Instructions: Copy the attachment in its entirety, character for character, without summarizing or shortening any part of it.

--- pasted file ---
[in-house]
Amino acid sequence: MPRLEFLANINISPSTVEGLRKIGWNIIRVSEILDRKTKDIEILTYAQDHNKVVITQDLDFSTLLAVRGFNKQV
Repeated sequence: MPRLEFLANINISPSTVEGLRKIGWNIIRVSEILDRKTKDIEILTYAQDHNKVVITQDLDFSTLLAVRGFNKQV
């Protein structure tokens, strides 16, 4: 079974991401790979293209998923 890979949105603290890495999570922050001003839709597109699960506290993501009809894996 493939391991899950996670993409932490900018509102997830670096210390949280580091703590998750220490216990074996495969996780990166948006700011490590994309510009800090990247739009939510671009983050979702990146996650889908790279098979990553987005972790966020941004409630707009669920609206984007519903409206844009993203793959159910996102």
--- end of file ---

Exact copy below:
[in-house]
Amino acid sequence: MPRLEFLANINISPSTVEGLRKIGWNIIRVSEILDRKTKDIEILTYAQDHNKVVITQDLDFSTLLAVRGFNKQV
Repeated sequence: MPRLEFLANINISPSTVEGLRKIGWNIIRVSEILDRKTKDIEILTYAQDHNKVVITQDLDFSTLLAVRGFNKQV
């Protein structure tokens, strides 16, 4: 079974991401790979293209998923 890979949105603290890495999570922050001003839709597109699960506290993501009809894996 493939391991899950996670993409932490900018509102997830670096210390949280580091703590998750220490216990074996495969996780990166948006700011490590994309510009800090990247739009939510671009983050979702990146996650889908790279098979990553987005972790966020941004409630707009669920609206984007519903409206844009993203793959159910996102």